Mobility is basically the terminology for making sure your muscles, joints, and all connective tissue can get through the full range of motion to perform the workouts. Humans are dynamic and the better the mobility, the better adaptability as you increase load, reps, speed, or balance and coordination. Strength without mobility is useless.
A lack of mobility or flexibility is not always necessarily ‘tight’ muscles. Your muscles are controlled by nerves and fed by nutrients. Your nervous system has to tell your muscles and joints to move in a certain way. This is called motor control. It’s your brain talking to your body to support it, protect it, and enhance performance.
If you watch how a child plays they get down into a full squat and can stay there for what seems like hours. Many say it’s just because they are flexible. It’s more than just flexibility. They have pure, uninhibited motor control. That motor control diminishes as soon as we slap them in school and tell them to sit there all day and you’re not allowed to play or fidget.
I’m sure you’ve been sitting in a chair for the majority of your life by now and told not to fidget. What do you think has happened to that motor control? We can test it by you trying to get into a full squat like a child. If you are having trouble because you think you aren’t flexible enough, I want you to instead lay on your back and then pull your knees into your chest. Better, right?
Most people can lay on their back and pull their knees into their chest but have trouble squatting. Being able to pull the knees to chest proves you have the mobility, flexibility, and range of motion to get into a squat. Because you have trouble doing it while standing, this signals a motor control problem. In other words, the problem is in your head (your brain) not your hips.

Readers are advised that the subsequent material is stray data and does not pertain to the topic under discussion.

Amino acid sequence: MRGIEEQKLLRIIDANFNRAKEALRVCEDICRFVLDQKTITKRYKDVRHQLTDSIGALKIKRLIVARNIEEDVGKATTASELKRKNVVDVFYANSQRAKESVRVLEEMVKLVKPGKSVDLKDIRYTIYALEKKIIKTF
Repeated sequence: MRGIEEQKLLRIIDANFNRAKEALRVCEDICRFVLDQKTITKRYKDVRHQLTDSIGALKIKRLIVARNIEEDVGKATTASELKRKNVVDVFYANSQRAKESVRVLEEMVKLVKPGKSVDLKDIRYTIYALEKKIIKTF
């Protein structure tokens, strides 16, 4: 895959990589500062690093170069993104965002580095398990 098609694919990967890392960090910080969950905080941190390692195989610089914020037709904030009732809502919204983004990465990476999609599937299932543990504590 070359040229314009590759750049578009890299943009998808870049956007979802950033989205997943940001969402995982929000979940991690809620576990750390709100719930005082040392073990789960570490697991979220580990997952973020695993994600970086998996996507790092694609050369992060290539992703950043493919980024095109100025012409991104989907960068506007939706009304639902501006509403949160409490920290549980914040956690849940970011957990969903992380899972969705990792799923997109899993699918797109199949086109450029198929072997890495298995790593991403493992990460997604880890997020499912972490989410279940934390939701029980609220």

The body has checks and balances from major joint to major joint. Certain joints will be used more for mobility while others will be used for stability. The areas that are mobility centered are the big toe, ankle, hips, and thoracic spine. The areas that are more stability centric are the foot arch, knee, low back, and neck.
Between those 2 areas, where do you think people have the most injuries and pain? As a chiropractor, the majority of people come in complaining of problems in their arch like plantar fasciitis, knee problems, low back issue, and neck pain. I run them through a surface EMG along the spine and will often see a pattern to objectify these checks and balances. The thoracic spine is under active while the the neck and low back are over active.
It amounts to an increase in stability of the upper and lower spine to compensate for a dysfunction in mobility of the mid spine. Other than working out, most people will develop that mobility dysfunction in their mid back because they are sitting at a computer, slouching, and only get up to move to eat or pee. No fidgeting allowed.
From a pure training and performance viewpoint, Andrew Read wrote a great piece about this very topic. Read writes that ‘in the gym or box, people will try to overcome this perceived lack of mobility (tightness) by stretching, rolling, and smashing the ‘tight’ muscle group.’ The body always works as a whole, not just the sum of it’s parts. Doing just mobility may set you up for future problems.
Read says most people are great at the Release component, using foam rollers, lacrosse balls, bands, stretching, and other fascia release techniques. It’s the other 3 components that fall short. The muscle that is bound up needs more than just to be released. It needs to be re-educated. The brain will move away from pain so by adding more range of motion without motor control, you may just be setting yourself up for re-injury. In other words, making a joint more mobile without more control means you may injure easier or not recover as you would desire.